The Five Most Common Reasons for SPED Referral

by Neva Fenno, M.S.Ed. MLIS

hands filing

Over the years, the labels we use to describe special education students have changed. When I was in Special Education 101 (I’m really dating myself), we used to call developmentally disabled children retarded. Even worse, we split the kids into Mild, Moderate, and Severe categories. This was happening at the same time as “mainstreaming”. We understood that the least restrictive environment for all children was the way to go, but we muddied the issue by splitting kids into groups.

To some extent, we still do that. It’s important to be able find language to describe our children. We can’t provide special assistance if we can’t inform people about why it’s needed.

We’ve found there are five types of learning problems that students have that cause us to take a second look and refer them for special education assessment.

  • Specific Learning Disability
  • Intellectual Disability
  • Autism
  • Disorders of Hearing, Sight and Physical Disability
  • Emotional Disturbance

I am guessing at the order, there are probably numbers to tell us which of these is the most common, but I don’t have them handy. It really doesn’t matter; these areas of concern have created a bureaucracy of support for special education that is costly and complex. The bureaucracy has developed because of Public Law 94-142, the legislation mandating the least restrictive environment for educational services.

Today, most disabled students can be helped in resource rooms, or classrooms that pull students out for a period during the day for special education. There are however, substantially separate classrooms for students with severe problems. These are the students who have a one on one aide that help them with toileting, physical therapy, and other services we must provide by law.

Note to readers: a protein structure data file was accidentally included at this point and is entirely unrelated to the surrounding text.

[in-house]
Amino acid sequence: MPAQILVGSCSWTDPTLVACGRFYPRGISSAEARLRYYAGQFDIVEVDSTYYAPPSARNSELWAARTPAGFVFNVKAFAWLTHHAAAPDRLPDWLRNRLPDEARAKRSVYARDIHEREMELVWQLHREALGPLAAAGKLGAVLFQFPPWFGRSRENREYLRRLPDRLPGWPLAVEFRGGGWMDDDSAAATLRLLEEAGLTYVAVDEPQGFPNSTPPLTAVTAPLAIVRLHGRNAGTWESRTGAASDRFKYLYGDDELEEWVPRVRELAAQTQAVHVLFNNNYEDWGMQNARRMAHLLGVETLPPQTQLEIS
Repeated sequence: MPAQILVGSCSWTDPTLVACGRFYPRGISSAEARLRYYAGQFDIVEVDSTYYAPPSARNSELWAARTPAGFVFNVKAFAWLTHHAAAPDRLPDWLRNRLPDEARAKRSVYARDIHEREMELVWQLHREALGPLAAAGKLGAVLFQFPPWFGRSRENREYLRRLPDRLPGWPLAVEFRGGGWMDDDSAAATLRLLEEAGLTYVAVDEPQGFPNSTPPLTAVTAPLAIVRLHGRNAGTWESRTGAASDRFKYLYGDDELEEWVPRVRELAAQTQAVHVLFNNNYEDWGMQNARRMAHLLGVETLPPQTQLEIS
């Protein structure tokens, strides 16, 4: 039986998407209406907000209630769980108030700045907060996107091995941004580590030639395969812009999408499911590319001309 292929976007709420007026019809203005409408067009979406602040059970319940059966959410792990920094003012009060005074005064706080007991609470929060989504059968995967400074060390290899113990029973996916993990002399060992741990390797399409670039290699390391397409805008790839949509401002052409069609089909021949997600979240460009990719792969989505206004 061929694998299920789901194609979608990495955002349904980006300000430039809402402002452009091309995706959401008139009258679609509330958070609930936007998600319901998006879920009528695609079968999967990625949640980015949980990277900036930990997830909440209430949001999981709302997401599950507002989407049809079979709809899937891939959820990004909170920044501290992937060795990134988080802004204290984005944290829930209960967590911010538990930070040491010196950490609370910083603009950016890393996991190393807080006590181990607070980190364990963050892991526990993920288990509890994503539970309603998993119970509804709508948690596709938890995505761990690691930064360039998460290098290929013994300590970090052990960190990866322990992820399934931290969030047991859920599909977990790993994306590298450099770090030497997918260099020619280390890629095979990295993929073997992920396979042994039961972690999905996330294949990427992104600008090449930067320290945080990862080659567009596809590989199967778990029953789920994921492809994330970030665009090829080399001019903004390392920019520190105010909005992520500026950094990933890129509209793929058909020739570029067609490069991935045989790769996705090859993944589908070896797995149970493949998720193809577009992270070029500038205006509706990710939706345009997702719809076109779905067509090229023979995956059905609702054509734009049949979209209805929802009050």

School Committees all over the country bemoan the cost of these provisions, but at the end of the day, it’s an investment in our future. All students need the best we can give, regardless of cost.

Another part of the law is the requirement that parents be part of the team that outlines the type and duration of any services their children will receive. Schools may have different names for the teams, but it’s usually called the Individualized Education Program (IEP) Team. When the Individuals with Disabilities Education Act (IDEA) was reauthorized in 2004, there were changes regarding IEP team members. Parents must be included, but there are others invited to team meetings including the classroom teacher, district administrators and others who are charged with providing services. Meetings occur two times each year, and amendments are made to treatment plans (individual education plans). For instance, parents can request that their children have special equipment. A tool called “Kurzweill” is commonly requested. This software reads aloud for the student and assists struggling readers. Students may also have readers during testing.